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Wildlife Group Says Angola's Illicit Ivory Trade Growing

Of the 37 countries in Africa that have wild elephants, only one - Angola - has not ratified the Convention on International Trade in Endangered Species, which seeks to combat the threat to plants and animals posed by the international wildlife trade. A just-released survey says that last year more than 1.5 tons of ivory products were for sale on markets in Angola.

A joint study by the World Wildlife Fund and a wildlife trade monitoring network known as TRAFFIC says Angola's illicit ivory trade is booming, with sales doubling over the last 12 to 18 months. According to the study, uncontrolled poaching of the country's elephants is threatening their survival.

The head of the World Wildlife Fund's Africa Elephant Program, Peter Stephenson, tells VOA the amount of ivory products on sale in Angola represent the tusks of at least 300 African elephants. He also says many of those selling the products are not from Angola.

"What we found in this study was that a good three quarters of the people trying to sell the ivory seem to come from neighboring Democratic Republic of Congo," said Peter Stephenson. "And, this in fact, fits in with other information we have uncovered as we have studied ivory markets in a lot of countries across Africa. And that is that places like DRC that have also had a civil war, and where controls are not as good as they used to be, [are] a major source of a lot of the ivory that is then being distributed throughout Africa and sold in markets, such as the one in Luanda."

Stephenson says most of the ivory curios were being purchased by American, European and Chinese buyers, presumably for illegal export to their native countries.

Since Angola has not ratified the Convention on International Trade in Endangered Species, there is little that can be done to regulate and control trade in ivory in Angola. However, Stephenson also acknowledges that not all countries that have ratified CITES have implemented its rules.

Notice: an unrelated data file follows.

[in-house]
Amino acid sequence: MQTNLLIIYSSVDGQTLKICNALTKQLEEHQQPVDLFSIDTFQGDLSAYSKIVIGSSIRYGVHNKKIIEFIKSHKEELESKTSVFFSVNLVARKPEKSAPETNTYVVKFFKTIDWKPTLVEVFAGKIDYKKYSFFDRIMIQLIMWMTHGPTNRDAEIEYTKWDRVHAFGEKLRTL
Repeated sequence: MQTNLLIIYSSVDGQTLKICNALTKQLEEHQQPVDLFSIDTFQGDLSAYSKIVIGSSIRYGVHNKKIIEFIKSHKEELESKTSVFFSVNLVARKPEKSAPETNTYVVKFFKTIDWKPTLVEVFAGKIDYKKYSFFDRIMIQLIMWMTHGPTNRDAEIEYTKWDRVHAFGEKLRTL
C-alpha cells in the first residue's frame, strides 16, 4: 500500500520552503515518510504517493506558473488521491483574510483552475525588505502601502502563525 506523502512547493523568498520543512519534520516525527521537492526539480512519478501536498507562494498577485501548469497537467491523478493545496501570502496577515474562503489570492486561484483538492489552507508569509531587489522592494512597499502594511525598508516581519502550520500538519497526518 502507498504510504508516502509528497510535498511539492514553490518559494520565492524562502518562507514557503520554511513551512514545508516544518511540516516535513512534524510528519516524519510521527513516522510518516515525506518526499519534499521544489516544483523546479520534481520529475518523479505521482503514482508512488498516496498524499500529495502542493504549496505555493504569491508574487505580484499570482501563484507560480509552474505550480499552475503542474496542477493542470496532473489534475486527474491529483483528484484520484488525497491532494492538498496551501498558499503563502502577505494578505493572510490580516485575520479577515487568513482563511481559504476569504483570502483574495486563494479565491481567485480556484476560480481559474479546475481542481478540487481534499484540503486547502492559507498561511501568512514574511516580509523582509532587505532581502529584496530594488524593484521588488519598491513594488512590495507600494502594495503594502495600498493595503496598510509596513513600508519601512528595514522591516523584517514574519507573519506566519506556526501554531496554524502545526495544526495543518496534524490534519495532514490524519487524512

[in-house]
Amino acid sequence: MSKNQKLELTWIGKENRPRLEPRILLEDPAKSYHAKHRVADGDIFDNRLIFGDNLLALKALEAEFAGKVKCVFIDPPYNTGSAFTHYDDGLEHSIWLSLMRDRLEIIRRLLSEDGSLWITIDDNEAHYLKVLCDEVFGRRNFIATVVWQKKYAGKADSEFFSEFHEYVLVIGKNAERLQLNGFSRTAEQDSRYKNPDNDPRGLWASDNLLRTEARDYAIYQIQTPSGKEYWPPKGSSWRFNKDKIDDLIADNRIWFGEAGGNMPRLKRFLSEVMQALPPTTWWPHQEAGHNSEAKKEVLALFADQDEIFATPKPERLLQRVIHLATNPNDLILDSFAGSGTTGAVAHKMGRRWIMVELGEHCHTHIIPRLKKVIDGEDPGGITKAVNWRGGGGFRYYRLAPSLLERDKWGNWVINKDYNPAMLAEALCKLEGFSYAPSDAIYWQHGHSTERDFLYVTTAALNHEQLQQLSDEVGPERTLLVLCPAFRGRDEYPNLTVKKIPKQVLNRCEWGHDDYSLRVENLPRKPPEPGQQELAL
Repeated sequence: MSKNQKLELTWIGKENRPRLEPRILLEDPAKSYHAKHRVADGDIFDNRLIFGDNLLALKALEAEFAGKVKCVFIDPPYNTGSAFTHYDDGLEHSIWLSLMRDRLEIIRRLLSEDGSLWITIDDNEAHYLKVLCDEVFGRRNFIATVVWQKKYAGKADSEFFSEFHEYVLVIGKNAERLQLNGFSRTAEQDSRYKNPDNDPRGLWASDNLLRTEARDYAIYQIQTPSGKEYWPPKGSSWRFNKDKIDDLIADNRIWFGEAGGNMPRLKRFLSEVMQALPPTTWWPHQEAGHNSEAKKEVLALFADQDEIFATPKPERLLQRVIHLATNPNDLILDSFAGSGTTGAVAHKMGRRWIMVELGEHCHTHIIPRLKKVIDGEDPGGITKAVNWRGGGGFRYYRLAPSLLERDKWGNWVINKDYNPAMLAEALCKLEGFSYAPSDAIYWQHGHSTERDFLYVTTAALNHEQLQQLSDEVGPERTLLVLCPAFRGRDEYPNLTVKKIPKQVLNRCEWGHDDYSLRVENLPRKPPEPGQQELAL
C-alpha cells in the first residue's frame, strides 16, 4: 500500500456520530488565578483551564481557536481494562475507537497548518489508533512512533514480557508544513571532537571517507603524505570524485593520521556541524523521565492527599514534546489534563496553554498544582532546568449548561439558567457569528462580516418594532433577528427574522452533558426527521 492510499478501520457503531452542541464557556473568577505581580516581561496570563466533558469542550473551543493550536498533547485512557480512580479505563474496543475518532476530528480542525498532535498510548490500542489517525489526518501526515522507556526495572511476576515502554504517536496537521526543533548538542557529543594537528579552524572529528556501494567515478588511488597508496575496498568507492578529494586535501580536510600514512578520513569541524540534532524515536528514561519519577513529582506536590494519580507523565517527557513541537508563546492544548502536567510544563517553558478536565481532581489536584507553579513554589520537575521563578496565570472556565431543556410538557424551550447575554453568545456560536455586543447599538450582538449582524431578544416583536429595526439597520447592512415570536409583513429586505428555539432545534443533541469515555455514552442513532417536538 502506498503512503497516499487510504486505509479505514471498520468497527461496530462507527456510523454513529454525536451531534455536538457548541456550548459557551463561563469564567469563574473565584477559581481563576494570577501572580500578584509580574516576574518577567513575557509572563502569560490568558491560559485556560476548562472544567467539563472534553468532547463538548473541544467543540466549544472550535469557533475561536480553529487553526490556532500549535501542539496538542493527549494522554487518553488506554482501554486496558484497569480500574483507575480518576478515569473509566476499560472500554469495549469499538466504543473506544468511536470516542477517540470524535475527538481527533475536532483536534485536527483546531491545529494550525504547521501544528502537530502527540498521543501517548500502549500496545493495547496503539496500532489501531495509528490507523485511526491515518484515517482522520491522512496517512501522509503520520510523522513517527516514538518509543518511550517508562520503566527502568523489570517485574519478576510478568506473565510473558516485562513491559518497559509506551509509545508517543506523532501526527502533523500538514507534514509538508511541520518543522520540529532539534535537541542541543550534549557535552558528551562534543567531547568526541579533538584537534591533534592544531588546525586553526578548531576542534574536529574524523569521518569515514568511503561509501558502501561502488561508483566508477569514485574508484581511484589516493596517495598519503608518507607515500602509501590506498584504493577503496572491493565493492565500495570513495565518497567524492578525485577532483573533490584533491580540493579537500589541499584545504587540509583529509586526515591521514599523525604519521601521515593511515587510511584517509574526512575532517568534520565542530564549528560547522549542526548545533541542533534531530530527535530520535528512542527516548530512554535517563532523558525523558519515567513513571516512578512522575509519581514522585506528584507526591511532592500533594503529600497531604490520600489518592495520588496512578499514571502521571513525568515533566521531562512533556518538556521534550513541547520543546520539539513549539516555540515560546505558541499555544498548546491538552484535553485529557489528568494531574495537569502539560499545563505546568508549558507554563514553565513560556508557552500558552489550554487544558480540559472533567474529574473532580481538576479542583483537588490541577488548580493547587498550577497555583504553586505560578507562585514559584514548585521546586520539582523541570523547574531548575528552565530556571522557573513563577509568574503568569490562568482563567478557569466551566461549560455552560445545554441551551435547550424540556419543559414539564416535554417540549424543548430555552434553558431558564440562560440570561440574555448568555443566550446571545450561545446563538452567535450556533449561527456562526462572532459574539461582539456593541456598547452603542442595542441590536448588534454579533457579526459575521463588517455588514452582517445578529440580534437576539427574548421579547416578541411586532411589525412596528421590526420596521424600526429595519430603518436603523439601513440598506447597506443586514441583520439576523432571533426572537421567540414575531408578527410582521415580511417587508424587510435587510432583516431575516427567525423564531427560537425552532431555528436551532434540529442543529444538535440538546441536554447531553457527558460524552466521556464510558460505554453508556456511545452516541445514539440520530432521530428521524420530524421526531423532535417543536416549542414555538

He says a study of domestic markets across Africa uncovered illicit sales of ivory. He says in places such as Lagos, Nigeria, Abidjan, Ivory Coast and Maputo, Mozambique many people that are selling ivory locally also are exporting it.

"What we also know is that that ivory is not from the countries concerned," he said. "Ivory is being imported illegally across borders to fuel that domestic market. So, it is actually a very complicated process. Elephants are being poached heavily, especially in central Africa. The ivory is then being moved out to various cities where there are a lot of traders and a lot of visitors and then this ivory is being taken by those buyers out to other countries and beyond. And, this is very disturbing. It is basically driving the culling, we think, or the illegal killing of up to 12,000 elephants a year at the moment in Africa just to fuel these illegal markets."

Because of Angola's long-running civil war, which ended just four years ago, no one has taken a proper census of that country's elephant population for more than 30 years. However, Stephenson says it is estimated that in the 1980s, Angola probably had about 12,000 elephants. He says conservationists now believe heavy poaching in that country may have reduced the herd to just a couple of hundred elephants.